Skip Maine state header navigation

Agencies | Online Services | Help

 

 

 

 

ADMINISTRATIVE LETTER NO.  17

 

POLICY CODE:  KLMA

 

 

 

TO:         Superintendents of Maine School Systems

               Headmasters of Private Secondary Schools

 

FROM:   J. Duke Albanese, Commissioner

 

DATE:   October 9, 2002

 

RE:          Recruiter Access to Students

 

Broader access to students by military and college recruiters has recently raised concerns among superintendents.  This issue is among the many changes in the operation of local public and private schools that have been brought about by the No Child Left Behind Act, signed into law by the President in January 2002.  Specifically, the Act states: 

§9528(a)(1)  Access to Student Recruiting Information.  Each local educational agency receiving assistance under this Act shall provide, on a request made by military recruiters or an institution of higher education, access to secondary school students’ names, addresses, and telephone listings.

§9528(a)(2)  Consent.  A secondary school student or the parent of the student may request that the student’s name, address, and telephone listing not be released without prior written parental consent, and the local education agency or private school shall notify parents of the option to make a request and shall comply with any request.

§9528(a)(3)  Same Access to Students.  Each local educational agency receiving assistance under this Act shall provide military recruiters the same access to secondary school students as is provided generally to post secondary educational institutions or to prospective employers of those students.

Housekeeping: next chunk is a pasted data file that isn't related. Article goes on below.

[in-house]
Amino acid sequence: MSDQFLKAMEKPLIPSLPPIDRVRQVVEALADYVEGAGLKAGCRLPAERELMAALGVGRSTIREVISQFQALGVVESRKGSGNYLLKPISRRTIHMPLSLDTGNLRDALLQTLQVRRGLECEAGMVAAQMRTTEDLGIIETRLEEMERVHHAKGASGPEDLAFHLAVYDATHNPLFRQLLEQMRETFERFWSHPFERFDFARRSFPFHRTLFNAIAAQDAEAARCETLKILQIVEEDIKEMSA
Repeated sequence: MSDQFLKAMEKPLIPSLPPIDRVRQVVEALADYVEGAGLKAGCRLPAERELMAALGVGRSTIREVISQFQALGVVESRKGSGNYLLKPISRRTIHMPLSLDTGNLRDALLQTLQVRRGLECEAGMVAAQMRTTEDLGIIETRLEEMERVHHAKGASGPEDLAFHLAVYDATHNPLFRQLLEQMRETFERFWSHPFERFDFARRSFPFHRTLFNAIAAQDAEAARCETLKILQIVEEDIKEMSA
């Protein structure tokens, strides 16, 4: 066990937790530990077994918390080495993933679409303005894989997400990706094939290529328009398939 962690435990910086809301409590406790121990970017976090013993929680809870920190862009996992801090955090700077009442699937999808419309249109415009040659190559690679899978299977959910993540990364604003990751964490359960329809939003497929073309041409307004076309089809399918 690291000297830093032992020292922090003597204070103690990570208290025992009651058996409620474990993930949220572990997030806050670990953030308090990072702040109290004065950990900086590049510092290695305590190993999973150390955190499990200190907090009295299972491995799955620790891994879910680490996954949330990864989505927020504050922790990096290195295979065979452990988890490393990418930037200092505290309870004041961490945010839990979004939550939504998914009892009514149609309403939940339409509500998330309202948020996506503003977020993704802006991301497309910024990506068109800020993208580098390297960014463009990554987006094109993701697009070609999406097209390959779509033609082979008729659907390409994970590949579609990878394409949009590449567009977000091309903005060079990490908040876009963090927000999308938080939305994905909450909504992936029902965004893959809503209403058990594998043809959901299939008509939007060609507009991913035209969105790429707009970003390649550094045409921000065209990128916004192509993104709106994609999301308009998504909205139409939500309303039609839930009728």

The Family Policy Compliance Office at the United States Education Department is responsible for enforcement of the Family Education Rights and Privacy Act (FERPA).  Providing names, addresses, and telephone numbers of students to military or college recruiters in accordance with the No Child Left Behind Act is not a violation of FERPA.  In future years, the annual notice required by FERPA should include notice of this access and should provide parents with the opportunity to remove their student’s name from the list to be released.  Now that the school year is well underway, superintendents must send a second FERPA notice to address this specific issue for high school students.  This should be done as soon as possible, to avoid misunderstandings about this change in the law.

It is important to note that the federal term “local educational agency” includes all public and private schools operated in the physical territory of a school system, regardless of approval status of the private school.  Therefore, this federal law applies to private high schools in Maine.